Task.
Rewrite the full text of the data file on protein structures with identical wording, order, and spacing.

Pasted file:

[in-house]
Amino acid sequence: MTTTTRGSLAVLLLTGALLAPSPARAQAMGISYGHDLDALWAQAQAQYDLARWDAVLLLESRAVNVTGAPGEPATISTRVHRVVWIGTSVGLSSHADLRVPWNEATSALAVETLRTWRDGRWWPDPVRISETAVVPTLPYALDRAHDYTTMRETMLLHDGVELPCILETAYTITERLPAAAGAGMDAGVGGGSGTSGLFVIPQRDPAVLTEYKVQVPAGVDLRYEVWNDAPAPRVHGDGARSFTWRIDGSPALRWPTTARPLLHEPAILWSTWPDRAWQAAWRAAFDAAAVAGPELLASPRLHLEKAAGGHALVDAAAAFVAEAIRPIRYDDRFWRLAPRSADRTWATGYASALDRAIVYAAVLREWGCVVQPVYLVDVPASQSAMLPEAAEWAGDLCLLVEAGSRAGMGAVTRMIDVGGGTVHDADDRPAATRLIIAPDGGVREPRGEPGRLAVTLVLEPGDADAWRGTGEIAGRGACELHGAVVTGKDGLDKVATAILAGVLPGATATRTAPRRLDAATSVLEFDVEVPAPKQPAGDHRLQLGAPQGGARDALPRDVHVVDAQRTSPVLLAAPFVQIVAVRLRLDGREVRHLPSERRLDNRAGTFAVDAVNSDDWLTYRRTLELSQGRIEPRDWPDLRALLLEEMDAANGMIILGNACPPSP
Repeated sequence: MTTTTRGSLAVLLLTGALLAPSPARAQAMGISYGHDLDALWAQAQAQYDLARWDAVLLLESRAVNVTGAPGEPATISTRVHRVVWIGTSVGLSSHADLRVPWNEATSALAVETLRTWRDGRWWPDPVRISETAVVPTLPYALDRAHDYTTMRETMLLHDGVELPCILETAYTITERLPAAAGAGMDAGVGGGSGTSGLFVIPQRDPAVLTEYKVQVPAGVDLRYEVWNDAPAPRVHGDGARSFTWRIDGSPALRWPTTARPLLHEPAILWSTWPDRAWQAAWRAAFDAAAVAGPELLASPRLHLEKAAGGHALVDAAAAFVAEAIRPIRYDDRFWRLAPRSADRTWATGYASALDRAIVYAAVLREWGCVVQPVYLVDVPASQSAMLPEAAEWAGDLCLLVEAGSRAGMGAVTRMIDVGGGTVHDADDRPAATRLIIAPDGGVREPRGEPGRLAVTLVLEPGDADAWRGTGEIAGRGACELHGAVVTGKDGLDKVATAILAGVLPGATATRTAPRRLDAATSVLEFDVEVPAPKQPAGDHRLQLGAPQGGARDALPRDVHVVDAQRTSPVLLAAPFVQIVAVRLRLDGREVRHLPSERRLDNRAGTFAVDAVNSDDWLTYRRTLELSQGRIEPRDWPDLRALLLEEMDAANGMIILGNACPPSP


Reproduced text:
[in-house]
Amino acid sequence: MTTTTRGSLAVLLLTGALLAPSPARAQAMGISYGHDLDALWAQAQAQYDLARWDAVLLLESRAVNVTGAPGEPATISTRVHRVVWIGTSVGLSSHADLRVPWNEATSALAVETLRTWRDGRWWPDPVRISETAVVPTLPYALDRAHDYTTMRETMLLHDGVELPCILETAYTITERLPAAAGAGMDAGVGGGSGTSGLFVIPQRDPAVLTEYKVQVPAGVDLRYEVWNDAPAPRVHGDGARSFTWRIDGSPALRWPTTARPLLHEPAILWSTWPDRAWQAAWRAAFDAAAVAGPELLASPRLHLEKAAGGHALVDAAAAFVAEAIRPIRYDDRFWRLAPRSADRTWATGYASALDRAIVYAAVLREWGCVVQPVYLVDVPASQSAMLPEAAEWAGDLCLLVEAGSRAGMGAVTRMIDVGGGTVHDADDRPAATRLIIAPDGGVREPRGEPGRLAVTLVLEPGDADAWRGTGEIAGRGACELHGAVVTGKDGLDKVATAILAGVLPGATATRTAPRRLDAATSVLEFDVEVPAPKQPAGDHRLQLGAPQGGARDALPRDVHVVDAQRTSPVLLAAPFVQIVAVRLRLDGREVRHLPSERRLDNRAGTFAVDAVNSDDWLTYRRTLELSQGRIEPRDWPDLRALLLEEMDAANGMIILGNACPPSP
Repeated sequence: MTTTTRGSLAVLLLTGALLAPSPARAQAMGISYGHDLDALWAQAQAQYDLARWDAVLLLESRAVNVTGAPGEPATISTRVHRVVWIGTSVGLSSHADLRVPWNEATSALAVETLRTWRDGRWWPDPVRISETAVVPTLPYALDRAHDYTTMRETMLLHDGVELPCILETAYTITERLPAAAGAGMDAGVGGGSGTSGLFVIPQRDPAVLTEYKVQVPAGVDLRYEVWNDAPAPRVHGDGARSFTWRIDGSPALRWPTTARPLLHEPAILWSTWPDRAWQAAWRAAFDAAAVAGPELLASPRLHLEKAAGGHALVDAAAAFVAEAIRPIRYDDRFWRLAPRSADRTWATGYASALDRAIVYAAVLREWGCVVQPVYLVDVPASQSAMLPEAAEWAGDLCLLVEAGSRAGMGAVTRMIDVGGGTVHDADDRPAATRLIIAPDGGVREPRGEPGRLAVTLVLEPGDADAWRGTGEIAGRGACELHGAVVTGKDGLDKVATAILAGVLPGATATRTAPRRLDAATSVLEFDVEVPAPKQPAGDHRLQLGAPQGGARDALPRDVHVVDAQRTSPVLLAAPFVQIVAVRLRLDGREVRHLPSERRLDNRAGTFAVDAVNSDDWLTYRRTLELSQGRIEPRDWPDLRALLLEEMDAANGMIILGNACPPSP